Signs play an integral component here, and Electronic Message Centers can help, but also road banners around the campus, or on main drives through the campus, along with vinyl signage on exterior windows that help brand the school.

ADA Signage

ADA Signage is a crucial component with all wayfinding signage in all schools, as it is required in any public building or institution. Schools more and more are ensuring that they are fully accessible places, and even without government mandates they turn to ADA signage specs to ensure they fulfill their own mission to be fully inviting and open.

ADA signage isn’t simply just about putting braille on a sign as well, so it’s important to work with a sign company who understands what goes into ADA and can fabricate ADA signs for your needs.

Introduction to ADA Accessibility Symbols

Introduction to ADA Accessibility Symbols

When ensuring accessibility at your business, it’s important to stay on top of the latest requirements and guidelines or hire an expert who does this already. For us in the signage industry this is incredibly essential for us and our clients, so when we design ADA signs we have in-house experts who know what is allowed and what is required with regards to your signs. One element that’s especially important is the use of key symbols and icons on exterior and interior signage.

Accessibility symbols are in our everyday lives, and they’re more present in your life than you may even know. The most prevalent of these is the international symbol for accessibility. RIG Global, the organization that hosted the conference where the symbol was first designed, states that the “World Congress formally adopted the International Symbol of Access in 1969.

International Symbol of Access

From Corada.com’s Guidance on Use of the International Symbol of Accessibility Under the Americans with Disabilities Act and the Architectural Barriers Act, “a symbol other than the ISA will not comply with the ADA Standards unless it satisfies the “equivalent facilitation” provision (§103).” There has been some recent debate about a change to this symbol; however, for now no new versions have been adopted internationally.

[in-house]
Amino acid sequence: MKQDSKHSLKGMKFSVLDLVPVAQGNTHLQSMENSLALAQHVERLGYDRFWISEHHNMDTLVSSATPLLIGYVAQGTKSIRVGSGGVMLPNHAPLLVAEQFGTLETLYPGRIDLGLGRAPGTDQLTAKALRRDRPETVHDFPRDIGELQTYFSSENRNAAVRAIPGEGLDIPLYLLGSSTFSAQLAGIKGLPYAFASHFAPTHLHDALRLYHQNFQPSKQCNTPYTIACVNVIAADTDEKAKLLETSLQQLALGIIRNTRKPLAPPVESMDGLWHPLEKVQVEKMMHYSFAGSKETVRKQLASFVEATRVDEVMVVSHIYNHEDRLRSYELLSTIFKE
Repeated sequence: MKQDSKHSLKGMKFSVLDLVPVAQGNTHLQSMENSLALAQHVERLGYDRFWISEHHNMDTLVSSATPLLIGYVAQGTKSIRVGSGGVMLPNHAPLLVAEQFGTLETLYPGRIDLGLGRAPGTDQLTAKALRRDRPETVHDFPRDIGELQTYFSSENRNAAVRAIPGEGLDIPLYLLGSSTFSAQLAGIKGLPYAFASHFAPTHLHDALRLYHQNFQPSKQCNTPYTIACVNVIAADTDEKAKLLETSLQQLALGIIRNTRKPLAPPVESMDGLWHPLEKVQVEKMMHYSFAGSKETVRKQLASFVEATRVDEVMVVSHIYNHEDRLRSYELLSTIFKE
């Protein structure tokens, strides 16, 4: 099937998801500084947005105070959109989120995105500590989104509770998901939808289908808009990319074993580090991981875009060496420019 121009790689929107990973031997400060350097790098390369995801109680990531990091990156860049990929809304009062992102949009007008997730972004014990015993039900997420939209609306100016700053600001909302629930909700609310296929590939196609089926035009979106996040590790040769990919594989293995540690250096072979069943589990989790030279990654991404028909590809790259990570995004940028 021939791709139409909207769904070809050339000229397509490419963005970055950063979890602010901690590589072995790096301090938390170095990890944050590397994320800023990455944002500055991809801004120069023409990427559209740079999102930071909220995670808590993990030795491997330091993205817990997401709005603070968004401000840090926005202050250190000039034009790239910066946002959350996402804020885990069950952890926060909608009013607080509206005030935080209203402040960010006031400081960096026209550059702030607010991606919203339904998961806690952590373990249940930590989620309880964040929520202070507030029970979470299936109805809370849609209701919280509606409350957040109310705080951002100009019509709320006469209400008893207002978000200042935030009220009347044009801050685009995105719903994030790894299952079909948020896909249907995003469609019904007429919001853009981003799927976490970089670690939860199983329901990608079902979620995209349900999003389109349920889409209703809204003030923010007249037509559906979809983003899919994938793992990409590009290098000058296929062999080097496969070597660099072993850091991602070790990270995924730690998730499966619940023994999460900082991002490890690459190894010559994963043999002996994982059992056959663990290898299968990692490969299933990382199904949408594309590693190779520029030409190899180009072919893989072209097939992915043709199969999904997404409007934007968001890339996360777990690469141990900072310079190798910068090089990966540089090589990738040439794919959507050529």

Alternative Handicapped Accessible Symbol
Alternative design proposed by the The Accessible Icon Project

In addition to the international symbol for accessibility, there are also other key symbols that highlight accessibility services or tools. Some of these are used on signs, print materials, and digital displays including phones, TVs, and other monitors.

Telephone with Volume Control

Accessibility Symbol Telephone with Volume Control

This symbol represents access to telephones with enhanced sound and/or volume controls.

Braille Symbol

Braille Symbol

This symbol represents print material and signage that is written in Braille.

Audio Description Symbol

Audio Description Symbol

This symbol represents the availability of audio services for those with are blind or have low vision.

Assistive Listening Symbol

Assistive Listening System Symbol

This symbol represents access to audio systems or tools for those with impaired hearing.

Large Print Symbol

Large Print Symbol

This symbol represents the availability of print material or signage in large print font.

Sign Language Interpretation Symbol

Sign Language Interpretation Symbol

This symbol represents the availability of sign language services or individuals to assist those with impaired hearing.

Information Symbol

This symbol represents the availability of information, services, tools, or print material to aid in accessibility.

Visually Impaired Symbol

Symbol for Accessible Services for Individuals Who Are Blind or Have Low Vision

This symbol represents the availability of services or tools for those who are blind or otherwise have low vision.

Telephone Typewriter Symbol

This symbol represents access to a telecommunication device that helps deaf or hearing impaired individuals via a telephone system.

Closed Captioning Symbol

This symbol represents the availability of closed captioning services on a display or displays.

(Source: Disability Access Symbols)


Though ADA guidelines are routinely reviewed, and sometimes modified and newly adapted at a national and international level, these symbols have stayed fairly consistent through the years. So a basic familiarity of these icons is a wonderful start to knowing a little bit more about the world of accessibility symbols.


We rely on our in-house team of ADA experts to help our clients with their ADA needs, and you can rely on us too. If you need ADA signage for your business, you can call us at Ortwein Sign 1-866-867-9208 or leave a message for us here: https://ortweinsign.com/contact-us/.